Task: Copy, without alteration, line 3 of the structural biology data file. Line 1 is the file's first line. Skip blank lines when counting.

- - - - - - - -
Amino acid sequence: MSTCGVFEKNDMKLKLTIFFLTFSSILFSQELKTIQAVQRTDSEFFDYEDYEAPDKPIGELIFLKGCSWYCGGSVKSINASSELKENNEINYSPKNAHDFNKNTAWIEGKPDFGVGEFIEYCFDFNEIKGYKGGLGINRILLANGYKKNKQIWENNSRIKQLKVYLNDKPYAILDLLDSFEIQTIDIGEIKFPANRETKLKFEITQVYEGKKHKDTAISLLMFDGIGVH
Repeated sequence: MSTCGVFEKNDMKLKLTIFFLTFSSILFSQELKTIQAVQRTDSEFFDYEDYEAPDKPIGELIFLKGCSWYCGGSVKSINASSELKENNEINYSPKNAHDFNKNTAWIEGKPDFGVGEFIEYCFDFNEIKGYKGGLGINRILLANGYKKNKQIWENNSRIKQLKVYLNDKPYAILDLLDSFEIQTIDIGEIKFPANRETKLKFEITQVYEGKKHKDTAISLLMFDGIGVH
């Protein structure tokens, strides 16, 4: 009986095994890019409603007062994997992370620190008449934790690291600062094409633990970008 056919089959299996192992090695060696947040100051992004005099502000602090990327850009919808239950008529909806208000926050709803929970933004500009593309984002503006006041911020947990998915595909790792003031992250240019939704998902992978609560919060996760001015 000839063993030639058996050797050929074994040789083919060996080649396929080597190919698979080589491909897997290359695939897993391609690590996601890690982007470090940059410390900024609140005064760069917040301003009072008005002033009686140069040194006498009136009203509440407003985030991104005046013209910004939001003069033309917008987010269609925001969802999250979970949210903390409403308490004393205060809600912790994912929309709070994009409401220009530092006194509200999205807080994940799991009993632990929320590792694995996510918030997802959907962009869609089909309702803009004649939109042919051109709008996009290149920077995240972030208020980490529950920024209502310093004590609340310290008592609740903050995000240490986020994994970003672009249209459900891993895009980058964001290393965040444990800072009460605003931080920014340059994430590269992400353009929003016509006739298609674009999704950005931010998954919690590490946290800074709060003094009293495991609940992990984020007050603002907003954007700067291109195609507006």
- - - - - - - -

């Protein structure tokens, strides 16, 4: 009986095994890019409603007062994997992370620190008449934790690291600062094409633990970008 056919089959299996192992090695060696947040100051992004005099502000602090990327850009919808239950008529909806208000926050709803929970933004500009593309984002503006006041911020947990998915595909790792003031992250240019939704998902992978609560919060996760001015 000839063993030639058996050797050929074994040789083919060996080649396929080597190919698979080589491909897997290359695939897993391609690590996601890690982007470090940059410390900024609140005064760069917040301003009072008005002033009686140069040194006498009136009203509440407003985030991104005046013209910004939001003069033309917008987010269609925001969802999250979970949210903390409403308490004393205060809600912790994912929309709070994009409401220009530092006194509200999205807080994940799991009993632990929320590792694995996510918030997802959907962009869609089909309702803009004649939109042919051109709008996009290149920077995240972030208020980490529950920024209502310093004590609340310290008592609740903050995000240490986020994994970003672009249209459900891993895009980058964001290393965040444990800072009460605003931080920014340059994430590269992400353009929003016509006739298609674009999704950005931010998954919690590490946290800074709060003094009293495991609940992990984020007050603002907003954007700067291109195609507006």